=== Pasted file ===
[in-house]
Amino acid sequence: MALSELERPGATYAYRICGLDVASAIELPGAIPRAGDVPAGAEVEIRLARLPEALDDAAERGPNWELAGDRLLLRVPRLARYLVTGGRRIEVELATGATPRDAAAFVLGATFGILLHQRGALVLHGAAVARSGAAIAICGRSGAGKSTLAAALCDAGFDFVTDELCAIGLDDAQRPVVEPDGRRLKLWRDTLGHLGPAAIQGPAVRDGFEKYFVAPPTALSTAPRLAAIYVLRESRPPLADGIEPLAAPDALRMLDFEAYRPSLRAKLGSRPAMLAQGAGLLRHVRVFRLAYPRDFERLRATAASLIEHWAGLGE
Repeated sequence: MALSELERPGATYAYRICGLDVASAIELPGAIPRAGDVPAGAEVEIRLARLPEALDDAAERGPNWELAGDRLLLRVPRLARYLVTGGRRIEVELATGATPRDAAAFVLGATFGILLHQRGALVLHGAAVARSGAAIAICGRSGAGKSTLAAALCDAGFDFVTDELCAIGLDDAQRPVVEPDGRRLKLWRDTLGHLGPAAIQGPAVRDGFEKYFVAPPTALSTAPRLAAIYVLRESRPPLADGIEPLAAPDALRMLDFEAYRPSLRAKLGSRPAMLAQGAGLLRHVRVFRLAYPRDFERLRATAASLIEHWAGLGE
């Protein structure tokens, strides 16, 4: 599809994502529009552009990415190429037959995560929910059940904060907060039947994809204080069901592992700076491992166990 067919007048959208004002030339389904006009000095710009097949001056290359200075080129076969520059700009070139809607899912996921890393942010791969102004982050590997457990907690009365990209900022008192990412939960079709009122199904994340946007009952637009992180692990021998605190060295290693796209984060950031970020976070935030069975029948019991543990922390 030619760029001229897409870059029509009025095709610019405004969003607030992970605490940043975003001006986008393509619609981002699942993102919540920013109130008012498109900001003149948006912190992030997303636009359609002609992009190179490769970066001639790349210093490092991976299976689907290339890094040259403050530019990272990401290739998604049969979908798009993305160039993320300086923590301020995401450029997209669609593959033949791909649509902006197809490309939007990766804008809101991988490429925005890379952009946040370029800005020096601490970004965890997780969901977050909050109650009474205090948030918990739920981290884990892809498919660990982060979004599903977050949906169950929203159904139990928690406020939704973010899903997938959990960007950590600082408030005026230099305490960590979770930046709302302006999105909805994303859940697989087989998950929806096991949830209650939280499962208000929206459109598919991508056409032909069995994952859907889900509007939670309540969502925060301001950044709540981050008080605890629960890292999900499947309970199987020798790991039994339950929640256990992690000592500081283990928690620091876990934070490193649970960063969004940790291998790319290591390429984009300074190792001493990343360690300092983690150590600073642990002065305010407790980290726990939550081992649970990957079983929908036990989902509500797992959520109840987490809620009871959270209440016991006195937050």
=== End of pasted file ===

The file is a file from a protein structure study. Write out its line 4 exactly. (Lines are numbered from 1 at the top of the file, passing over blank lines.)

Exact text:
């Protein structure tokens, strides 16, 4: 599809994502529009552009990415190429037959995560929910059940904060907060039947994809204080069901592992700076491992166990 067919007048959208004002030339389904006009000095710009097949001056290359200075080129076969520059700009070139809607899912996921890393942010791969102004982050590997457990907690009365990209900022008192990412939960079709009122199904994340946007009952637009992180692990021998605190060295290693796209984060950031970020976070935030069975029948019991543990922390 030619760029001229897409870059029509009025095709610019405004969003607030992970605490940043975003001006986008393509619609981002699942993102919540920013109130008012498109900001003149948006912190992030997303636009359609002609992009190179490769970066001639790349210093490092991976299976689907290339890094040259403050530019990272990401290739998604049969979908798009993305160039993320300086923590301020995401450029997209669609593959033949791909649509902006197809490309939007990766804008809101991988490429925005890379952009946040370029800005020096601490970004965890997780969901977050909050109650009474205090948030918990739920981290884990892809498919660990982060979004599903977050949906169950929203159904139990928690406020939704973010899903997938959990960007950590600082408030005026230099305490960590979770930046709302302006999105909805994303859940697989087989998950929806096991949830209650939280499962208000929206459109598919991508056409032909069995994952859907889900509007939670309540969502925060301001950044709540981050008080605890629960890292999900499947309970199987020798790991039994339950929640256990992690000592500081283990928690620091876990934070490193649970960063969004940790291998790319290591390429984009300074190792001493990343360690300092983690150590600073642990002065305010407790980290726990939550081992649970990957079983929908036990989902509500797992959520109840987490809620009871959270209440016991006195937050």